Regulation of Forced Labor in Supply Chains: Why It Matters and How Companies Can Comply

Regulation of Forced Labor in Supply Chains: Why It Matters and How Companies Can Comply

Client Alert

I. Corporate Obligations to Address Forced Labor in Supply Chains Relevant to You?

International organizations like the International Labor Organization, the Organization for Economic Cooperation and Development and the United Nations have long been engaged in efforts to prevent and remediate human rights violations resulting from corporate activity, including the use of forced labor in supply chains that provide goods and services. They have developed standards for responsible business conduct on environment, social, and governance metrics and then encouraged companies, through voluntary participation and information sharing, to adhere to them.

More recently, the United Kingdom, Germany, France, the Netherlands, Switzerland, the European Union, and Australia have proposed or passed legislation requiring companies, depending on the jurisdiction, to assess their human rights risk exposure, to report on the outcome of these assessments, and to remediate ongoing violations. The United States has revived dormant legislation and stepped up enforcement to combat forced labor; one state, California, requires reporting on forced labor risks.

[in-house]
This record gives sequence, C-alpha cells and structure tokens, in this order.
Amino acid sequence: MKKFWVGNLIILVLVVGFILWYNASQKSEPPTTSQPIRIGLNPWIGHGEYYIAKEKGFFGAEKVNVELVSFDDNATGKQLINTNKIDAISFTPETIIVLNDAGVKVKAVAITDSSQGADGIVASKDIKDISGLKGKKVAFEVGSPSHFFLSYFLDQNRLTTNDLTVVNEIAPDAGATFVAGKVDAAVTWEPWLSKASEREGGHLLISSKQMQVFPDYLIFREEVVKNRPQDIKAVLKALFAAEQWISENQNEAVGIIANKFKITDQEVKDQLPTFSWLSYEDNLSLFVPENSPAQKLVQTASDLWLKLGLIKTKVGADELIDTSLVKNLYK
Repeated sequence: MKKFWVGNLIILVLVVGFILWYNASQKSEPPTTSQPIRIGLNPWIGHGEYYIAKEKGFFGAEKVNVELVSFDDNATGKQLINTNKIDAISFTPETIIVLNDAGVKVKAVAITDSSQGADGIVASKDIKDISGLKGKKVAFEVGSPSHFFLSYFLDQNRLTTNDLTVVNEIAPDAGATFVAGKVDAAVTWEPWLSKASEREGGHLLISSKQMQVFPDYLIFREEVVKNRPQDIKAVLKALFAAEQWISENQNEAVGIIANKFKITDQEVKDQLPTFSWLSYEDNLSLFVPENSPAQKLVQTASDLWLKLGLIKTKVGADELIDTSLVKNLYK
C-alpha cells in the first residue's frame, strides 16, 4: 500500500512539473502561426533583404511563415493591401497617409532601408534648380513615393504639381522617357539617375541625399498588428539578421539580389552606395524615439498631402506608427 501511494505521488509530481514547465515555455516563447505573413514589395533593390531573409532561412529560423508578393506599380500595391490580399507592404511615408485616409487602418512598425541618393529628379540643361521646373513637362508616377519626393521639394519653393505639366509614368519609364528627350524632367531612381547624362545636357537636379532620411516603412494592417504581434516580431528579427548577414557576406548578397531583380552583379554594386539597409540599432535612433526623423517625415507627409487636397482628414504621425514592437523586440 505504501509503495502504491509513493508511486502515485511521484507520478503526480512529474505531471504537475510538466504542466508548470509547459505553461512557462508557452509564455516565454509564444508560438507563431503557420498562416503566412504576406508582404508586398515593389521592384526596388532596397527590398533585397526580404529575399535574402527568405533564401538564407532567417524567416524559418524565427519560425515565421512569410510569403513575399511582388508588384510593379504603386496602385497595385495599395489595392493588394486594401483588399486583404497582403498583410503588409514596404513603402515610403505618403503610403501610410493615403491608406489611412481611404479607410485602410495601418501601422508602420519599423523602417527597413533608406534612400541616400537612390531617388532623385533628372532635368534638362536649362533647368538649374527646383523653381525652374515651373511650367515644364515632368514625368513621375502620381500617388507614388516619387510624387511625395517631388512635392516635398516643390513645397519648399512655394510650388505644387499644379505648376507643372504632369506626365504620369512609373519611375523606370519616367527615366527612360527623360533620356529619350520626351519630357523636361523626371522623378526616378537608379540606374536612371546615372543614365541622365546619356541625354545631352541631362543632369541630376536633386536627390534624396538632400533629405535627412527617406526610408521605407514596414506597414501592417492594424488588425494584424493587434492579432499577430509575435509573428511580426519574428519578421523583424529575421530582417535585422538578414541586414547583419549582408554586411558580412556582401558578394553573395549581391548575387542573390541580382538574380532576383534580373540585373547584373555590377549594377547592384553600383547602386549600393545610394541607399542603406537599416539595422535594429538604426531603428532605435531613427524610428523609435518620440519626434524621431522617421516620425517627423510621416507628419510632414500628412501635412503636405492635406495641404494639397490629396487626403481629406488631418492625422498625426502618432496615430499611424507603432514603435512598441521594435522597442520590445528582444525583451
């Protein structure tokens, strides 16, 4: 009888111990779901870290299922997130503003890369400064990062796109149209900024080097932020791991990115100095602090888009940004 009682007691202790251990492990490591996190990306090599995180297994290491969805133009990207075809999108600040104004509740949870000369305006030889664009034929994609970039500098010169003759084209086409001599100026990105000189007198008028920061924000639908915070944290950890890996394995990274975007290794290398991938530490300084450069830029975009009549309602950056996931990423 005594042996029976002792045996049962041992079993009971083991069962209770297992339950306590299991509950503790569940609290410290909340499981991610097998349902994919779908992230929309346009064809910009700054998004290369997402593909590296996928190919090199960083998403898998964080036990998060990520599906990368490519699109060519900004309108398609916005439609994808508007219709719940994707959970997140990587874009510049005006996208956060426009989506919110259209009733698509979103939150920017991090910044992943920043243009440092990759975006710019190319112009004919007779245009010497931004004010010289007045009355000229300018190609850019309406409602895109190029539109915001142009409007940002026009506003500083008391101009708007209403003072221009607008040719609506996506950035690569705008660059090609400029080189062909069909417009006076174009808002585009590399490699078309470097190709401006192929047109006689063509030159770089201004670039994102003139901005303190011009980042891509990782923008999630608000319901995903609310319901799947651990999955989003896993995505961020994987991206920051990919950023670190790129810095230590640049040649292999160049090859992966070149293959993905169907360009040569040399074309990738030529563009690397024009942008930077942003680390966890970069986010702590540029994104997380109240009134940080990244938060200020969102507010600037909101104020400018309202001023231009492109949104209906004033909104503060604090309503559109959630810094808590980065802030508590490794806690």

In general, these initiatives require (or will require) companies to assess and combat the risk of forced labor in their supply chains. In some jurisdictions, companies are required to provide regulatory bodies, consumers, and investors with various degrees of detailed information about these efforts, including who is responsible for compliance, how risks are identified and mitigated, and how the companies respond to suspected forced labor violations. In others, companies must only certify to compliance. The range of companies (soon to be) subject to these laws varies across countries, but all regulations apply in some manner to both domestic and foreign companies who avail themselves of a given market. While regulators have given companies some time to transition into compliance, penalties for noncompliance in some jurisdictions may be steep, assessed at a percentage of worldwide turnover for larger corporations. In short, companies (and their advisers) domiciled or operating in any of these jurisdictions, particularly those operating across multiple countries, should educate themselves on the contours of these law(s) and start building an appropriate internal compliance framework. 

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